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Six Tips for Confronting Bad Workplace Behaviors

It is a fact of organizational life – negative, unacceptable behaviors will happen.
When they do, the leader must address them.

I normally emphasize the benefits of encouraging positive, productive behaviors over punishing negative ones. However, my clients and seminar participants often ask questions like:

  • “What about team members who don’t want to play nice?” or
  • “What if I can’t find anything positive to reinforce?”

The short answer is this: “Confront negative behaviors early and decisively.”

When you fail to confront negative behaviors, you subtly signal acceptance of them. In effect, you encourage them to continue. As Admiral William F. Halsey said, “All problems become smaller if you don’t dodge them, but confront them.”

Personally, I prefer encouraging people to disciplining them. Encouragement is more comfortable to me – therein lays the problem. Encouragement is more comfortable to me. Any time I act out of personal comfort rather than appropriateness of response, I fail in my leadership role.

For about 10 or 20 per cent of the population, confronting problem behaviors is a no-brainer. These people are comfortable with confrontation. They do it naturally. However, the rest of us feel some stress and discomfort in a conflict situation.

My desire for peace and harmony sometimes stops me from quickly confronting negative behaviors. The paradox is this. As the leader of a team, if I do not address negative behaviors, I will get more of them. And, in the end, I will have less peace and harmony. In order to get what I do want, I have to do what I do not want to do.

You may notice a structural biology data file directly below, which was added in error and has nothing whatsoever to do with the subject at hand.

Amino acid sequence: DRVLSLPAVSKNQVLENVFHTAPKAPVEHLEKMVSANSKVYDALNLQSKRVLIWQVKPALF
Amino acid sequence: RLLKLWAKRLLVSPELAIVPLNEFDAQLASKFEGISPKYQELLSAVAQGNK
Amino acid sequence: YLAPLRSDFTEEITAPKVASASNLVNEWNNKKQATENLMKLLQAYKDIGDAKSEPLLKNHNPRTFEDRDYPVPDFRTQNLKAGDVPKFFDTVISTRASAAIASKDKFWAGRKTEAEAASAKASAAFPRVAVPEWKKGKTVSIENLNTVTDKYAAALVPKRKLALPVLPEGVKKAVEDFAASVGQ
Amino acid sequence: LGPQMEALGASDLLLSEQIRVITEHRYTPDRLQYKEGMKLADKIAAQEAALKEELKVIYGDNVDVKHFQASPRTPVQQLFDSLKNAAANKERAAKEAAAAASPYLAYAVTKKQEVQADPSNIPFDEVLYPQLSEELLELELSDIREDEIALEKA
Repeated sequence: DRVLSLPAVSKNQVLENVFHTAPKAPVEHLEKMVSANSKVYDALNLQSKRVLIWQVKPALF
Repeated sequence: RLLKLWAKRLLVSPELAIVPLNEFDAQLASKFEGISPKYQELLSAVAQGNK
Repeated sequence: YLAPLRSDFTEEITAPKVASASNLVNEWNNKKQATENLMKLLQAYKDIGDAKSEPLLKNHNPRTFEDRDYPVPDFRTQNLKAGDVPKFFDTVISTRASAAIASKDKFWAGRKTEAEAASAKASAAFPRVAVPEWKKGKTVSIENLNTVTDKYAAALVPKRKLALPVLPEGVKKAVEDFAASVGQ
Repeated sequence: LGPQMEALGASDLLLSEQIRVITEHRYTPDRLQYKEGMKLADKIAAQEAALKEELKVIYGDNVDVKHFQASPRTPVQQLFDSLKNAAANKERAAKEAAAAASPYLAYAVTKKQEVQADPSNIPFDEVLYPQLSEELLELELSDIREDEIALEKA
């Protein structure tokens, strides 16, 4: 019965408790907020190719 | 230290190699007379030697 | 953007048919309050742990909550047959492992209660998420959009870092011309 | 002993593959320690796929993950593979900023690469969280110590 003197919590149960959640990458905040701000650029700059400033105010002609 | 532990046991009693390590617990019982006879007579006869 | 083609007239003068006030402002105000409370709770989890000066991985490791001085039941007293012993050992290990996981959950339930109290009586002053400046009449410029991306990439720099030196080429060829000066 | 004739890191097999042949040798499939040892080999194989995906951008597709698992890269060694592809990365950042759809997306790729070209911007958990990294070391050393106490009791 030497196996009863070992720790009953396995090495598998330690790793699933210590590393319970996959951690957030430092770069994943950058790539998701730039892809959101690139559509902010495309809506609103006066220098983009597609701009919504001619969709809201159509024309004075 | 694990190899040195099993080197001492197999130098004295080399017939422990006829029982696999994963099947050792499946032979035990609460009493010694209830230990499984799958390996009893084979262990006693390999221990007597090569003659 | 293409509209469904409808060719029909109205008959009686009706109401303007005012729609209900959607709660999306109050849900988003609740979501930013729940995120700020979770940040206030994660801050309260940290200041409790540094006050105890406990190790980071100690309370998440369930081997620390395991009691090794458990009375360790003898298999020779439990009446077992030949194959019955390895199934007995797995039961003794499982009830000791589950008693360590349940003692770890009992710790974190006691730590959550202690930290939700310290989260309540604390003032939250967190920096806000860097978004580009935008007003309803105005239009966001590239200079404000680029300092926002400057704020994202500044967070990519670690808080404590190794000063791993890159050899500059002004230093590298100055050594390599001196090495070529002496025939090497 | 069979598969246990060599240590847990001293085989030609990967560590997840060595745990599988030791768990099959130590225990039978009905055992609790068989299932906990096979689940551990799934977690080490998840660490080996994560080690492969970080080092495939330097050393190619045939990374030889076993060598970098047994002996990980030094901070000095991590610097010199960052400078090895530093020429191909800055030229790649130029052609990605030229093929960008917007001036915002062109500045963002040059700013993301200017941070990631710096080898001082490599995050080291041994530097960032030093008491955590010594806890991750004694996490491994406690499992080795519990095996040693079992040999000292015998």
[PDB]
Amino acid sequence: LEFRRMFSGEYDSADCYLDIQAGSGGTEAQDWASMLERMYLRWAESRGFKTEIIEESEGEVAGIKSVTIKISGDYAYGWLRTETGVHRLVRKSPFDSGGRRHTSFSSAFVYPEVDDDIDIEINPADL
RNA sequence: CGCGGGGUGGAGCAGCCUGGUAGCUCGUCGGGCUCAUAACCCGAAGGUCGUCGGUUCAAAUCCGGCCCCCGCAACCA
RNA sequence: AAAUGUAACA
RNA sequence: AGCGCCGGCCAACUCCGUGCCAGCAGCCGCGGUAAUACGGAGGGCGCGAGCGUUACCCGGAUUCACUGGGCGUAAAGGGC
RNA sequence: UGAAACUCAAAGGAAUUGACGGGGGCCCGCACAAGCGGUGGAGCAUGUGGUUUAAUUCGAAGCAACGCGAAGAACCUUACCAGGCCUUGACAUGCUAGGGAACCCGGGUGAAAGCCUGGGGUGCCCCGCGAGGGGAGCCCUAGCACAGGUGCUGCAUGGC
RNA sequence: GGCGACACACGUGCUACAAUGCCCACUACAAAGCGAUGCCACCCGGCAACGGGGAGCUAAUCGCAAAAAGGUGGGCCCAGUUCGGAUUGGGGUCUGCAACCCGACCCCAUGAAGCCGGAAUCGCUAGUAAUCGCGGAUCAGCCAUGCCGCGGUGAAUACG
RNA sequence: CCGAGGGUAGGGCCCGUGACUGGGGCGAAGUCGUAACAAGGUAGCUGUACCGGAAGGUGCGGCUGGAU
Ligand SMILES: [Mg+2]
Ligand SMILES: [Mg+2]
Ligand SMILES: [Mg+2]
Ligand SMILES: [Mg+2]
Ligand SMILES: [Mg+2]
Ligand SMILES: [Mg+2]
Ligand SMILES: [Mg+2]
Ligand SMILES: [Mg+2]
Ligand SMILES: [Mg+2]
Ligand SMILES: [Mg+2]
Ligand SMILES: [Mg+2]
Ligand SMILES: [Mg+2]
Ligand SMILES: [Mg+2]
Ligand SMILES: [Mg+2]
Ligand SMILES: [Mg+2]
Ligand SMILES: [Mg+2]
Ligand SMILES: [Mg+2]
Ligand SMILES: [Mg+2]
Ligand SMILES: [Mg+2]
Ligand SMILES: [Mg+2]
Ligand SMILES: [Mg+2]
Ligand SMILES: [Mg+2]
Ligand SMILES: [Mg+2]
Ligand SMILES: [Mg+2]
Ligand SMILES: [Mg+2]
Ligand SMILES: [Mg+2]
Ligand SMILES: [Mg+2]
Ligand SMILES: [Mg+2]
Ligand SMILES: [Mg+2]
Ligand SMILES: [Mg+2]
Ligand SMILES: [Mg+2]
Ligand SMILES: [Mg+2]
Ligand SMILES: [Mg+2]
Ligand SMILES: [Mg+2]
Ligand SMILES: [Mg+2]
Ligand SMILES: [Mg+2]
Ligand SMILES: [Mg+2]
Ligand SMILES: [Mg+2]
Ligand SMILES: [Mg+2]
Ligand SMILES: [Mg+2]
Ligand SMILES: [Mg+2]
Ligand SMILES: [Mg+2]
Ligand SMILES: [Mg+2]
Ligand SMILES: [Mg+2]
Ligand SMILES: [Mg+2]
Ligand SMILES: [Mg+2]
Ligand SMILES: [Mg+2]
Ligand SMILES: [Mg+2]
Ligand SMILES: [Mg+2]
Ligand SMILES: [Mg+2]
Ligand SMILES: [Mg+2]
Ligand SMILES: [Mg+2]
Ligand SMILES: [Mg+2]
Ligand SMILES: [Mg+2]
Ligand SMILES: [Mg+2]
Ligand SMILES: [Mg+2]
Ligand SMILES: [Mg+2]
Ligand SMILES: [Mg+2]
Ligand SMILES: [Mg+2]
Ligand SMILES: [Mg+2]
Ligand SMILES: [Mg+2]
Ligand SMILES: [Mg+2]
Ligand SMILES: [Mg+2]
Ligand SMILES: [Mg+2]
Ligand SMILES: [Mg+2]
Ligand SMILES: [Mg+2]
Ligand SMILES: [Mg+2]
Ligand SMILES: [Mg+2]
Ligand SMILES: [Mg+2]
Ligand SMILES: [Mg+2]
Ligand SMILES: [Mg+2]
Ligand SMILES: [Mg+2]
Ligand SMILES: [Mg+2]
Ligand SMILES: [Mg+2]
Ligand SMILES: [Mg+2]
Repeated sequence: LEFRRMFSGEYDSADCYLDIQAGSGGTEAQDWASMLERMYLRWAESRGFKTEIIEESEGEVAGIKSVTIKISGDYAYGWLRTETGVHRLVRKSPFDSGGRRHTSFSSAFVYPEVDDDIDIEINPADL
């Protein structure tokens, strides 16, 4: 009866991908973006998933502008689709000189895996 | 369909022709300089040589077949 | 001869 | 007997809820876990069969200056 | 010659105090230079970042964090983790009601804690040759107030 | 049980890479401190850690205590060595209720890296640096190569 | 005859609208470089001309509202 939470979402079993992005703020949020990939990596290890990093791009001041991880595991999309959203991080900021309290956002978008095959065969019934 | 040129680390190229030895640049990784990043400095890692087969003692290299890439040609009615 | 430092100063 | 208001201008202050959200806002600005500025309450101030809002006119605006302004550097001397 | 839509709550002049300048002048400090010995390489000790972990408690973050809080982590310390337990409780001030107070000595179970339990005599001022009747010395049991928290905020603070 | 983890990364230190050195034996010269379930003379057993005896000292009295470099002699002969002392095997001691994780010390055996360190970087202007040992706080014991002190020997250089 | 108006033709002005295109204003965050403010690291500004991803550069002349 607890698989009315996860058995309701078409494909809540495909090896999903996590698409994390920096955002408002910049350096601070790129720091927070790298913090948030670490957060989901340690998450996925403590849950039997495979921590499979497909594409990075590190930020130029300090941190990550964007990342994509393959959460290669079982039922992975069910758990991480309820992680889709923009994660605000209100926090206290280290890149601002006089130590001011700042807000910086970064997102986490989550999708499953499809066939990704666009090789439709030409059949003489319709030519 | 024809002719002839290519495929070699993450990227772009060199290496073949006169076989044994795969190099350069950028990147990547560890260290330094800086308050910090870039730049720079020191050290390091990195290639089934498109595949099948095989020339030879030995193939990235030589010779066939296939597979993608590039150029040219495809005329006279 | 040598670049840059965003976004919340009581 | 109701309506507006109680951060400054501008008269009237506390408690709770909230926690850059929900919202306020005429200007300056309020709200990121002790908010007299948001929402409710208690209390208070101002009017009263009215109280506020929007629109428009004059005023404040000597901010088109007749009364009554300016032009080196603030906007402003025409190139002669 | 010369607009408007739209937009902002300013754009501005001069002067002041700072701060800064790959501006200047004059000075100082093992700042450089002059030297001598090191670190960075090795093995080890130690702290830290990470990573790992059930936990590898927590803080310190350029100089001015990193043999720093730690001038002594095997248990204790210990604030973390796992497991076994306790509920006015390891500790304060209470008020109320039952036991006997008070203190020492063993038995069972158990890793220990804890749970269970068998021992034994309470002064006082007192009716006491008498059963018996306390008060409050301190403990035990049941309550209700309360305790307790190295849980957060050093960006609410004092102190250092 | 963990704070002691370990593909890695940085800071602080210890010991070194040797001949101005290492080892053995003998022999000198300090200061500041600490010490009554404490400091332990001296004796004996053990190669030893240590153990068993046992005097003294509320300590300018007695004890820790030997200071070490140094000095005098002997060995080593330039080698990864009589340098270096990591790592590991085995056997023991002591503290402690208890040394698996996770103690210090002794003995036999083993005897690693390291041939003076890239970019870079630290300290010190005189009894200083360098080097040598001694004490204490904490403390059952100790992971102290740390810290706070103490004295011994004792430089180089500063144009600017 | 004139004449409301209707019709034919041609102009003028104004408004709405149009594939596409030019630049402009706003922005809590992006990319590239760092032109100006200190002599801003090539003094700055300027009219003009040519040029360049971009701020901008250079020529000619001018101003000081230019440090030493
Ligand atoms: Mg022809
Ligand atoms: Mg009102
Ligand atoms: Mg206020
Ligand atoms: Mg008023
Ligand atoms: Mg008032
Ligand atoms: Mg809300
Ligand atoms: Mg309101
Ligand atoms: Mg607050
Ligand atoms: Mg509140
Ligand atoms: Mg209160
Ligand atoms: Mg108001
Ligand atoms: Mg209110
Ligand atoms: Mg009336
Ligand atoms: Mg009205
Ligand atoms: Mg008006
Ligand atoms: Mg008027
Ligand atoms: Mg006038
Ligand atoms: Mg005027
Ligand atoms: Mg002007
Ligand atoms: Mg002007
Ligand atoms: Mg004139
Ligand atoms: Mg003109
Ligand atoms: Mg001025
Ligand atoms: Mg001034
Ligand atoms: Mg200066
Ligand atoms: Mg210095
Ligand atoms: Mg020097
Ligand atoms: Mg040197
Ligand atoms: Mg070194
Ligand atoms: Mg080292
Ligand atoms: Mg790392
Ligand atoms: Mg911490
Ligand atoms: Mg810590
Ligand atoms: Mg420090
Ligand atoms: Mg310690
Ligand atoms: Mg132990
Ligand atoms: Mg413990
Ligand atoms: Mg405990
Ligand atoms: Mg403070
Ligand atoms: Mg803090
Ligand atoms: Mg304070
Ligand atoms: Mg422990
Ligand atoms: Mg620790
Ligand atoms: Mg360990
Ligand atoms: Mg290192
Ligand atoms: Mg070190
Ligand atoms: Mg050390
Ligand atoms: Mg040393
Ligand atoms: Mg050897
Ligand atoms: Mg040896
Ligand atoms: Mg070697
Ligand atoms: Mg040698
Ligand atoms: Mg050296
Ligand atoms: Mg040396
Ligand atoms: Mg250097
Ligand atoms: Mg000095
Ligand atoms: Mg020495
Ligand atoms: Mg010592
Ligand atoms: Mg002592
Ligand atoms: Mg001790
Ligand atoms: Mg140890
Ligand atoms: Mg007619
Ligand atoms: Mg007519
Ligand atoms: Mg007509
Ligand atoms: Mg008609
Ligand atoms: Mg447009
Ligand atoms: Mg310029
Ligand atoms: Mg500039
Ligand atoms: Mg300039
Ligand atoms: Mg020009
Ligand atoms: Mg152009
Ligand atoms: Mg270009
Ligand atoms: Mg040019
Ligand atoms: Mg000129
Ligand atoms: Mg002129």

Most people have a list of negative behaviors they have seen in the workplace. Here is a partial list of some behaviors/issues I have had to address:

  • Interrupting meetings
  • Supervisors treating employees poorly
  • Employees verbally attacking each other
  • Extreme body odor
  • Lack of attention in meetings
  • Too many personal phone calls at work
  • And many others.

For people who, like me, would rather avoid a confrontation, I offer these suggestions to ease the stress:

Be prepared

Pre-plan what you intend to say. In most situations, I don’t suggest that you read a prepared statement. However, you should be prepared.

Be brief

Get to the point quickly, and stay on topic. You will find it easier to be brief if you prepare in advance.

Be specific

Make sure you speak about specific behaviors – not your interpretations.

Here are some examples:

  • Rude, inconsiderate, disrespectful, arrogant, obnoxious, flighty, unfocused, smart aleck, and pushy are interpretations.
  • Interrupting, rolling eyes, speaking loudly (or softly), shrugging shoulders, looking away, walking away, and tone of voice are specific behaviors.

Explain the impact

Tell the person how other people perceive their behavior or how it affects team performance.

State the desired alternative – Go beyond a description of the negative behavior to describe what you expect in the future. By stating the desired positive behavior, you can use positive reinforcement rather than punishment to drive performance in the future.

Stay calm

The behavior may frustrate you, but now is not the time to vent. You want them to focus on your message and their behavior, not your frustration or anger.

By failing to address problem behaviors, leaders get more of them. As noted behavioral analyst Aubrey Daniels said, “Problems in the workplace are often created not by what we do, but by what we fail to do.”

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